Was looking through some of my old works and found this:

By putting Portal A1 on the right side and Portal B1 on the left, we have a tunnel to two places. If we place Portal A2 at a high elevation and Portal B2 at a lower elevation, we will create airflow form B1 to A1 as the pressure attempts to equalize. By increasing the difference in height, we can control the flow of air...

Was years-ago-me correct about this? I feel like physics doesn't work for this, and yet it makes sense in an odd way.

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    $\begingroup$ For how much power, do the portal thing with water. As for whether it will work, that depends of how the portals work, whatever they are. Basically, the question is asking whether magic works; and nobody can know whether magic works except the Almighty Author. $\endgroup$
    – AlexP
    Commented Oct 26, 2021 at 12:00
  • $\begingroup$ For the reasons outlined above I'm voting to close this question as POB. $\endgroup$
    – sphennings
    Commented Oct 26, 2021 at 12:23
  • $\begingroup$ Two remarks. 1. Forget about the portals, place whatever your turbine is in a wind tunnel. The input and output of the wind tunnel are your portals. In this sense, it becomes a pure physics question with no magic involved. Even to such an extend that you should ask it on the physics forum. 2. You haven't described your turbine and how transforms wind into rotation. How do you expect any numbers without describing the key components? Even "standard" wind turbines vary in efficiency a lot. $\endgroup$
    – D.J. Klomp
    Commented Oct 26, 2021 at 12:27
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    $\begingroup$ Apart from being OB, it seems to cover many open-ended issues, can it also be cut down to a single focussed question? $\endgroup$ Commented Oct 26, 2021 at 12:37
  • $\begingroup$ OP didn't ask about magic portals. Remember out job is to consider this as an object beyond our current understanding of science and answer with respect to that ultra-science accordingly. $\endgroup$
    – elemtilas
    Commented Oct 26, 2021 at 20:32

2 Answers 2


Yes, it can work. No, it doesn't obey physics. (Maybe.)

You've created a Perpetual Motion Machine. Congratulations! Obviously you are either violating physics something fierce, or your portal consumes a lot of energy (enough, probably, that any energy you could collect from such a setup is more than negated by how much the portal(s) consume).

...but we are, presumably, talking about magic. That, or as above, the energy costs of maintaining such portals would make such a setup stupidly wasteful.

Ignoring that, however, the only relevant question would seem to be whether your portals allow air to pass. Some (SG1 comes to mind) resist small forces, such that a person can walk through (or perhaps push through), but air on either side won't mix.

We'll assume you aren't talking about those. We'll also assume your portal is a magical discontinuity in spacetime, and not a magical teleporter (i.e. SG1, again).

Looked at that way... your portal should act (almost¹) exactly like a hole between two huge containers made of infinitely strong material. That is, if you imagine two huge boxes, touching on one side, one with sea level atmosphere and one with Everest atmosphere, with the portal representing a hole in the shared side... then yes, air is going to flow through just as you'd expect.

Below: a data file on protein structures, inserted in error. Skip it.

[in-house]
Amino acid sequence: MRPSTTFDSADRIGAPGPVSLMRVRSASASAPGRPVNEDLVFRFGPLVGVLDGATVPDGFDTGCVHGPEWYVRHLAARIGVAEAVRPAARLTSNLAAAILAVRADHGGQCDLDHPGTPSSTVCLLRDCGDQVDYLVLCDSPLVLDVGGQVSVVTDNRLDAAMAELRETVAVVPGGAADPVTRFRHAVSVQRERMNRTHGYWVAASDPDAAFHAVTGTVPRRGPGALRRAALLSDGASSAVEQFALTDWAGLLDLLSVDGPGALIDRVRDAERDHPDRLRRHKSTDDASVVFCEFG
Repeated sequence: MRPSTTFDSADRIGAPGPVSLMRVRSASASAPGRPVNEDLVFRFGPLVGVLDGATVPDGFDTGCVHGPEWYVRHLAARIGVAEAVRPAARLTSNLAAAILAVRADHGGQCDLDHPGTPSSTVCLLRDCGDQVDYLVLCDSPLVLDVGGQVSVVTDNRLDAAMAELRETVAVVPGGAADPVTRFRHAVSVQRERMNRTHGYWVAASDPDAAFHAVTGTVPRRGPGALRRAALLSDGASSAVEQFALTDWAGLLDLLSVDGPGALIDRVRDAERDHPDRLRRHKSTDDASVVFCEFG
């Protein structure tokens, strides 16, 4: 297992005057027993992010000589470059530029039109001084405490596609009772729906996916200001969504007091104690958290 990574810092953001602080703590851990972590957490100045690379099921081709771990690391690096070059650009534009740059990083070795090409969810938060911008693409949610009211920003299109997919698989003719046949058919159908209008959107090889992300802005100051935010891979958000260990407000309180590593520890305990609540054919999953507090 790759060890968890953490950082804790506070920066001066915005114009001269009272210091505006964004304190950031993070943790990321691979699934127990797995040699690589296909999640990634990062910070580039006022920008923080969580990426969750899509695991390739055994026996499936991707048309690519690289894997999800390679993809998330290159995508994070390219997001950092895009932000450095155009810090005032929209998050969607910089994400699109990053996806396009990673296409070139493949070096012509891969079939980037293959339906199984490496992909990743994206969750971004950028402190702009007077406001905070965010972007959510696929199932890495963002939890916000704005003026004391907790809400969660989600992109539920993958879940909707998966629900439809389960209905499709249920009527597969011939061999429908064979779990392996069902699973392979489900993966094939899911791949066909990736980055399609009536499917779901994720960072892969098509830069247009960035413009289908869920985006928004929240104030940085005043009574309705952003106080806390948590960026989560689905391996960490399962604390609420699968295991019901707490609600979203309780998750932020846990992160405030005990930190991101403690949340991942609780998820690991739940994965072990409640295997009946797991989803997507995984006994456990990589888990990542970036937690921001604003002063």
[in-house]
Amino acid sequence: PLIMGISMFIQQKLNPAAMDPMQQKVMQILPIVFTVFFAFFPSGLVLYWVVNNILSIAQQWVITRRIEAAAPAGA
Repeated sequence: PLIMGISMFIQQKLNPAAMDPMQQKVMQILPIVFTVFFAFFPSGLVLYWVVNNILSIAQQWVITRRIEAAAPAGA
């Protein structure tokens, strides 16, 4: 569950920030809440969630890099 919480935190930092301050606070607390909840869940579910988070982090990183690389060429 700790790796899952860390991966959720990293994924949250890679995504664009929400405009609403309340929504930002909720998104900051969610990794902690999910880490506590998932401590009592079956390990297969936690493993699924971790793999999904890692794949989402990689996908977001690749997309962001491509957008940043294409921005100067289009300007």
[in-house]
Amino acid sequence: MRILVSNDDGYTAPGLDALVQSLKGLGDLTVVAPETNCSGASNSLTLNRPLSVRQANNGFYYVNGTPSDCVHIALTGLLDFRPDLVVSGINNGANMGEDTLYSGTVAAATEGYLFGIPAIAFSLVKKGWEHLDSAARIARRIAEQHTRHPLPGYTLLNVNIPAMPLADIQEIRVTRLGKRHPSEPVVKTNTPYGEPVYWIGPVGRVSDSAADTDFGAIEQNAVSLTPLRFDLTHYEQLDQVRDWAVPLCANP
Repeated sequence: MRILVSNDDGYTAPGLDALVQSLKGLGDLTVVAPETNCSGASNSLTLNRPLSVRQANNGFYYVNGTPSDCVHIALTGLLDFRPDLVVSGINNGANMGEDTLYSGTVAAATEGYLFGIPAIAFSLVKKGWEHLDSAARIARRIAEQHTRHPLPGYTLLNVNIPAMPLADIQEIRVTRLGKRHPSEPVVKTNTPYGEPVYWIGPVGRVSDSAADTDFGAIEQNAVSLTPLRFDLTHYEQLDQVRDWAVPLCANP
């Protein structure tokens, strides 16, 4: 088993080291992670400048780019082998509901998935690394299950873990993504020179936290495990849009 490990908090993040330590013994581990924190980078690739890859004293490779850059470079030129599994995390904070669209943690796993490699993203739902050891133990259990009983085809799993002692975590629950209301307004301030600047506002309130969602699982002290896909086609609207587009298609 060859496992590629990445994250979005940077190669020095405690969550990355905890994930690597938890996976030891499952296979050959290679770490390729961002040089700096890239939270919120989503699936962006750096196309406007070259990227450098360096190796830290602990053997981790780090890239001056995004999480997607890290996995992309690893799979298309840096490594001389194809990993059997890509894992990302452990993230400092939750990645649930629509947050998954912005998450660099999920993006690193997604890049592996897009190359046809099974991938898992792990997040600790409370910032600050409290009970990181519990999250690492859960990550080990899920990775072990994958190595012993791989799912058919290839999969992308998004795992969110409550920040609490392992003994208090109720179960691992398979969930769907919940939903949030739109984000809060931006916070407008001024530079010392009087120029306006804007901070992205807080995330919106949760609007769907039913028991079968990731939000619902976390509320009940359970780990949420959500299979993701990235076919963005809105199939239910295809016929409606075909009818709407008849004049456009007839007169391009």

(¹ I'm ignoring effects of the shape of the containers, since, technically, the hole isn't in the side of the container, but in its middle. This will probably have small-scale implications, such as the air on the "back" of the portal — if they are one-sided — wanting to flow around the lip of the portal and make a U turn, but that's getting overly pedantic and a typical observer probably won't notice the difference.)

  • $\begingroup$ I'm not sure this would count as a perpetual motion machine. It only works so long as there's a gradient, so in other words, it's really no different than colder upper atmosphere air falling. As we know, that depends on energy input from the Sun. And it probably wouldn't work at all on Venus where T & P are so high that, practically speaking, there may not be sufficient difference to get any flow. And it definitely wouldn't work on the Moon, where there's no atmosphere to speak of. $\endgroup$
    – elemtilas
    Commented Oct 26, 2021 at 20:28
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    $\begingroup$ @elemtilas, gravity is still acting on the higher-density air causing it to fall again. Mind AlexP's comment on the question, and imagine sticking the portals at either end of an inclined aqueduct. Basically, the portal is imparting potential energy to whatever passes through it. If the portal also consumes a bunch of energy, fine and good; otherwise, perpetual motion. $\endgroup$
    – Matthew
    Commented Oct 26, 2021 at 21:17

Any connection between high pressure area and low pressure area will work thus.

If you are leaving an inflated dome you will feel wind pushing you out the door: high pressure inside, low outside. Wind Cave on a hot day has high pressure outside, low inside and wind blows inward thru the cave mouth. Air pressure equalizes. If you have a portal instead of a cave mouth or Metrodome exit, air will still equalize. If you put a windmill in a place with wind, it can convert wind energy to work. You are tapping whatever energy made the difference in air pressure. If it is Wind Cave, it is the sun. If it is the Metrodome it is some big blowers.

Portals would usually be windy I think. Unless for your fiction you don’t like that because as your pretty actor stands pensively in front of the portal, pondering the mysteries, it looks like he has a leaf blower in his face. I do like that. Quit your pondering, Fabio! Get your messy-ass wig through that portal!


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